In long-day plants, the opposite occurs to short-day plants, as intense red light inhibits flowering: The plant interprets these light changes as the onset of autumn and winter days, so it begins to prepare to go into hibernation. These plants require prolonged exposure to light, preferably more than 14 hours a day.

Such plants are able to perceive low temperatures as an indication that they should remain in a period of dormancy, a death of vegetative state that allows them to tolerate the cold better than the reproductive state (flowering to seed). Accumulating a certain number of hours sleeping underground will guarantee that they will grow and flower when the winter is over. This is why you cannot have plants originating from places with distinct seasons in tropical locations.

Long-day plants usually come from mid and high latitudes. They are associated with summer and it is believed that it is the short periods of darkness that actually trigger the flowering cycle. Examples of such plants are celosia, gaillardia, coreopsis, rudbeckia, poppies, clovers, wheat, peas, barley, onions, spinach, lettuce, beets, among others.

Day-neutral plants

Just as there are some people who are very sensitive to certain stimuli and others who are completely indifferent, there are plants that do not like the hours of light or darkness. Whether the day is longer than the night or vice versa, day-neutral plants have their own rhythms, dictated by age or other stimuli, which determine their flowering times. Some of these species are petunias, dandelions and sunflowers. Watermelon, melon, hyacinths and daffodils also fall into this classification. In fact, it is believed that there are varieties of plants that managed to adapt to other photoperiods and became insensitive to these conditions. There are varieties of maize that can adapt to temperate zone cultivation, even though it is native to the Americas.

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According to location

This classification refers to the way in which the plant should be illuminated. This depends on the environment in which the species originates. Thus, plants that come from tall, protected forests will require indirect light, while taller trees, vegetables and others will need to receive the sun's rays more intensely and directly. According to these criteria, plants will be classified into these 3 basic groups:

Full light plants

Full light plants are those that require the direct incidence of the sun's rays on their leaves in order to carry out their processes. All trees, including bonsai, are full light plants as can be seen from their dimensions. Likewise, scheflera, bamboo orchids, cacti, as well as all vegetables and flowers such as roses are plants that must receive a lot of direct sunlight, so you should place them outdoors or at least on a terrace or window.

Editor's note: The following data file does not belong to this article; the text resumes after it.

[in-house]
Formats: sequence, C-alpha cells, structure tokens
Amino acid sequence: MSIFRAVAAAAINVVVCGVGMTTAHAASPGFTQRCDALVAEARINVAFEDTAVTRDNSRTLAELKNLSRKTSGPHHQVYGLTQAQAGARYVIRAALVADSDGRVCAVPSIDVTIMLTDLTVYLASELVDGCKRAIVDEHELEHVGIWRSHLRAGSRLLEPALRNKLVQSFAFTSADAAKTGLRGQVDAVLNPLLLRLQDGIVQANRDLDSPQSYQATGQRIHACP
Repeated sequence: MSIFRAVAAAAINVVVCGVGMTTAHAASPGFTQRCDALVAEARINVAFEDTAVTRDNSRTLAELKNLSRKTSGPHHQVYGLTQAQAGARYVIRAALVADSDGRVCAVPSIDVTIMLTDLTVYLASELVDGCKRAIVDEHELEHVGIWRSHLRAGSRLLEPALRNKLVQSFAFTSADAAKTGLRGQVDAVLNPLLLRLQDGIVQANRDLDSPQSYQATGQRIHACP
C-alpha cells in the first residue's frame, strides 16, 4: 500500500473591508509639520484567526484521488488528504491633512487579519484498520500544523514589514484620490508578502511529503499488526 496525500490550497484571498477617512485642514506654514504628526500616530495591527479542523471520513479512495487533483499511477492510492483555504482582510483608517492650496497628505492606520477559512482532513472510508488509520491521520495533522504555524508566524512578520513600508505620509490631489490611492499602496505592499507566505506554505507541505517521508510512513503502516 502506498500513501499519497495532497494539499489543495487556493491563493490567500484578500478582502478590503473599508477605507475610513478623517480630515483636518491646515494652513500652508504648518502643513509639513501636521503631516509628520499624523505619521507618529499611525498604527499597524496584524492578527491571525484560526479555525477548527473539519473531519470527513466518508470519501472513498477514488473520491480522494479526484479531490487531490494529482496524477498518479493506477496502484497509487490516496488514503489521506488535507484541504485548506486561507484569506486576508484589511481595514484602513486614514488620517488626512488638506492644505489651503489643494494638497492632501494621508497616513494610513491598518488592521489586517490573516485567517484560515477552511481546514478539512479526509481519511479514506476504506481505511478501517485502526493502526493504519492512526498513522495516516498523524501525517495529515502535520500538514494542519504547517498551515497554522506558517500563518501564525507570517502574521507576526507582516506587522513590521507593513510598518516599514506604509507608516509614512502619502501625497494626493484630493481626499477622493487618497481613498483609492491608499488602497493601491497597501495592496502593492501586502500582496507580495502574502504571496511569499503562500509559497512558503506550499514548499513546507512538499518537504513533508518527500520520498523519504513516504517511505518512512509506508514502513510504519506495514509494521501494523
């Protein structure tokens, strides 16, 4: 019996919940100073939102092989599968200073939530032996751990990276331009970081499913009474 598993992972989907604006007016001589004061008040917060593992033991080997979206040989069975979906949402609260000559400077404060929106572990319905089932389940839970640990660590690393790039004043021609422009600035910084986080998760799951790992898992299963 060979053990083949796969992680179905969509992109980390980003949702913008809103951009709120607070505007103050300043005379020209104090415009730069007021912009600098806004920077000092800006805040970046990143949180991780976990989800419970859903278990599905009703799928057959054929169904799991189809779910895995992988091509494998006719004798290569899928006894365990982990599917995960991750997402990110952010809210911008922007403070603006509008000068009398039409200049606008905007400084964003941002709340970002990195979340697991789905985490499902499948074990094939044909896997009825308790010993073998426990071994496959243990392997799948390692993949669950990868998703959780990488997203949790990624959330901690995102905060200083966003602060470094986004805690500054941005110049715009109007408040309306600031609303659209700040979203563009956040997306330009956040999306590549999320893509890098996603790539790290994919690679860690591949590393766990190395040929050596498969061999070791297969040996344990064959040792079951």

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Shade plants

Plants, all plants, require even a minimal amount of light in order to grow as it is essential for photosynthesis. That said, shade plants are those that come from places protected by thick tree canopies or that grow in the shelter of other species of trees or taller plants. They can remain indoors and will grow happily even if they are not so close to a window, in fact if they receive direct sunlight they can get burnt. Examples of these are Sansevierias, peace lily and Zamioculcas.

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Semi-shade plants

Semi-shade plants usually come from tropical rainforests, where they receive filtered light from the canopy of taller trees and plants. They require high levels of humidity and many are climbers. This can be a difficult concept to understand, especially as it is often confused with shade. Semi-shade or partial shade plants should be protected from direct sunlight, but in a well-lit location. If they are very close to a window, for example, you should at least filter the sun with a curtain. A well-lit, but north-facing space that receives hardly any light in the late afternoon would be perfect for this type of plant. Examples of semi-shade plants are calatheas, monsteras, ferns, dracaena, succulents, among other indoor tropicals.